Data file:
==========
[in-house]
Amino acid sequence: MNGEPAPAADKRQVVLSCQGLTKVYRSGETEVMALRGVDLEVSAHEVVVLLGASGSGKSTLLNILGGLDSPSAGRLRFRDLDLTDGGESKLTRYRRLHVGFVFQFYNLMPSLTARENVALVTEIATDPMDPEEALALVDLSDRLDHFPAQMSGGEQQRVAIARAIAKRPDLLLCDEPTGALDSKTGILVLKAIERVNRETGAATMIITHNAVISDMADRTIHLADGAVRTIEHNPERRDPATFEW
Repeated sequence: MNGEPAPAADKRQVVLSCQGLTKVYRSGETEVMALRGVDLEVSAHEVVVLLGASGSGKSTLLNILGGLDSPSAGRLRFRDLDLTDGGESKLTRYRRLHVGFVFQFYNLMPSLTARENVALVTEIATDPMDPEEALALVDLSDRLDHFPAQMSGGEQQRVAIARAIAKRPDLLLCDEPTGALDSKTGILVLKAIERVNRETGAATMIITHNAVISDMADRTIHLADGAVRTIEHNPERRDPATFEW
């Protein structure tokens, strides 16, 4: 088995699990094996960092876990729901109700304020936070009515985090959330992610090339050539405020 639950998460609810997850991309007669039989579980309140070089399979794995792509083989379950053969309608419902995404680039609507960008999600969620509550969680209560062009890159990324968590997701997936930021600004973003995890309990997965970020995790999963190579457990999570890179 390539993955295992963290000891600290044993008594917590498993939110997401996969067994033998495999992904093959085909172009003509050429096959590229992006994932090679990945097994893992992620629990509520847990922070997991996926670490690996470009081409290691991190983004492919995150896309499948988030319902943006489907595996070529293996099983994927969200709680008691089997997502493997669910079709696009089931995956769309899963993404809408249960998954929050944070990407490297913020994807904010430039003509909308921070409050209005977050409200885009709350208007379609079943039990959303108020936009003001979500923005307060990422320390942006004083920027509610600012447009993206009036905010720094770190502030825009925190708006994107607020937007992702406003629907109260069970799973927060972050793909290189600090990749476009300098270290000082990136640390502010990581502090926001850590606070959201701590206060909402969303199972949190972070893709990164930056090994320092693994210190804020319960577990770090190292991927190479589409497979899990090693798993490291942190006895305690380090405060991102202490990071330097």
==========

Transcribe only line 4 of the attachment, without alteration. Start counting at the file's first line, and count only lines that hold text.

């Protein structure tokens, strides 16, 4: 088995699990094996960092876990729901109700304020936070009515985090959330992610090339050539405020 639950998460609810997850991309007669039989579980309140070089399979794995792509083989379950053969309608419902995404680039609507960008999600969620509550969680209560062009890159990324968590997701997936930021600004973003995890309990997965970020995790999963190579457990999570890179 390539993955295992963290000891600290044993008594917590498993939110997401996969067994033998495999992904093959085909172009003509050429096959590229992006994932090679990945097994893992992620629990509520847990922070997991996926670490690996470009081409290691991190983004492919995150896309499948988030319902943006489907595996070529293996099983994927969200709680008691089997997502493997669910079709696009089931995956769309899963993404809408249960998954929050944070990407490297913020994807904010430039003509909308921070409050209005977050409200885009709350208007379609079943039990959303108020936009003001979500923005307060990422320390942006004083920027509610600012447009993206009036905010720094770190502030825009925190708006994107607020937007992702406003629907109260069970799973927060972050793909290189600090990749476009300098270290000082990136640390502010990581502090926001850590606070959201701590206060909402969303199972949190972070893709990164930056090994320092693994210190804020319960577990770090190292991927190479589409497979899990090693798993490291942190006895305690380090405060991102202490990071330097």